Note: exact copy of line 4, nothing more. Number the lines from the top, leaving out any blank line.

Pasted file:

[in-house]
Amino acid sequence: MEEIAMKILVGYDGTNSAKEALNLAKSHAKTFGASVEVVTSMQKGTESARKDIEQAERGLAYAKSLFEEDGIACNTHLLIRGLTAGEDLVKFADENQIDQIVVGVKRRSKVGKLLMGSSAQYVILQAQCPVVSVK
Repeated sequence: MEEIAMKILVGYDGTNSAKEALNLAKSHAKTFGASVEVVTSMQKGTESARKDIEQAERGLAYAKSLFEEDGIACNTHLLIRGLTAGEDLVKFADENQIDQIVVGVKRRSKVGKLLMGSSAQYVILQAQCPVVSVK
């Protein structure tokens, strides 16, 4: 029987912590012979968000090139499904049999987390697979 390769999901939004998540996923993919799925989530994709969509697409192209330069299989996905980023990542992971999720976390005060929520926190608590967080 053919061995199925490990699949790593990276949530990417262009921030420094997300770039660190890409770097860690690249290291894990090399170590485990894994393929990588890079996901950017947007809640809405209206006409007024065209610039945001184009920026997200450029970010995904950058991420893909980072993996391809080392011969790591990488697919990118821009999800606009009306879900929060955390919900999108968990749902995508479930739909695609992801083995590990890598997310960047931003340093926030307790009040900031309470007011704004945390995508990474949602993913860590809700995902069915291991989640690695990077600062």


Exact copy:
């Protein structure tokens, strides 16, 4: 029987912590012979968000090139499904049999987390697979 390769999901939004998540996923993919799925989530994709969509697409192209330069299989996905980023990542992971999720976390005060929520926190608590967080 053919061995199925490990699949790593990276949530990417262009921030420094997300770039660190890409770097860690690249290291894990090399170590485990894994393929990588890079996901950017947007809640809405209206006409007024065209610039945001184009920026997200450029970010995904950058991420893909980072993996391809080392011969790591990488697919990118821009999800606009009306879900929060955390919900999108968990749902995508479930739909695609992801083995590990890598997310960047931003340093926030307790009040900031309470007011704004945390995508990474949602993913860590809700995902069915291991989640690695990077600062």